How can universities create a nurturing space for indigenous scholars? What should a dynamic and reciprocal relationship between Native Americans and academia look like? Native graduate students and faculty at UW-Madison describe community-based indigenous research and the climate needed to help them succeed.
- Ada Deer (Menominee), former U.S. Assistant Secretary of the Department of Interior—Bureau of Indian Affairs and Distinguished Lecturer Emerita, UW-Madison, shares her observations about Indian education in America.
- Rachel Byington (Choctaw), City of Madison Title 7 Coordinator, shares the results of her study looking at the impact of cultural programs that teach elements of traditional practices with an environmental focus on urban American Indian youth.
- Clifton Skye (Standing Rock Sioux), Ph.D. Candidate, UW-Madison Civil Society & Community Studies discusses his research into public policy, historical trauma, and PTSD.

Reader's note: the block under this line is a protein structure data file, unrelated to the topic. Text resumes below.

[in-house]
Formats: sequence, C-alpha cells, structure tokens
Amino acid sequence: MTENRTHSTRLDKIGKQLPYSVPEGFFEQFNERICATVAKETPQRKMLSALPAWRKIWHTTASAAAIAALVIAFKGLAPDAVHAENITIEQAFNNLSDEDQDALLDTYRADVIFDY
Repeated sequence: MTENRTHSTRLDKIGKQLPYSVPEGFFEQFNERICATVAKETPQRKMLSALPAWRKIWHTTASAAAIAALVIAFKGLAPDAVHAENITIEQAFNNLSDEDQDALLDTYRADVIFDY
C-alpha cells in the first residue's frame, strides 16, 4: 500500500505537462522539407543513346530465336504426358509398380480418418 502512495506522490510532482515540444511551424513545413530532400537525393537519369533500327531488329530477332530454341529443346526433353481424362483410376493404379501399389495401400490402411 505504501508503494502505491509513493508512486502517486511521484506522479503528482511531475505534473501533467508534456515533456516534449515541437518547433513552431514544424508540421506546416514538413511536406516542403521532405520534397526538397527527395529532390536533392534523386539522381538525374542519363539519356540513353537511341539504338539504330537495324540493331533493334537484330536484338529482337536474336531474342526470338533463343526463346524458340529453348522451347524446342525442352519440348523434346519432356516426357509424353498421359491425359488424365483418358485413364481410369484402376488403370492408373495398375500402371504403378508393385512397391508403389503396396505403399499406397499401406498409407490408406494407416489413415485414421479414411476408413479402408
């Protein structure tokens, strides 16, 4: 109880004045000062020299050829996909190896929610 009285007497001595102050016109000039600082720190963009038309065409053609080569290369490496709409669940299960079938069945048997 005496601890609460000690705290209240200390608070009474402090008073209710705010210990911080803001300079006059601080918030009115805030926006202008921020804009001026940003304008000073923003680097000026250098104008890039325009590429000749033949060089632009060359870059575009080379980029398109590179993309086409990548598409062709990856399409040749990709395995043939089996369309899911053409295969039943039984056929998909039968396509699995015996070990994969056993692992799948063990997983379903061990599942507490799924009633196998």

- Becca Dower (Turtle Mountain Ojibwe), graduate student UW-Madison Civil Society & Community Studies shares her research on indigenous food systems and food sovereignty.
- Kendra Teague, Program Administrator, American Indian College Fund, discusses how the Fund is helping tribal college indigenize their curricula.
- Connie Flanagan, Associate Dean and Professor, UW-Madison School of Human Ecology, shares the approach SoHE takes to empower Native graduate students.
- Moderator, Patty Loew (Bad River Ojibwe), Professor, UW-Madison Department of Civil Society & Community Studies
This lecture is a part of the 4W Summit on Women, Gender and Well-being and is free and open to the public.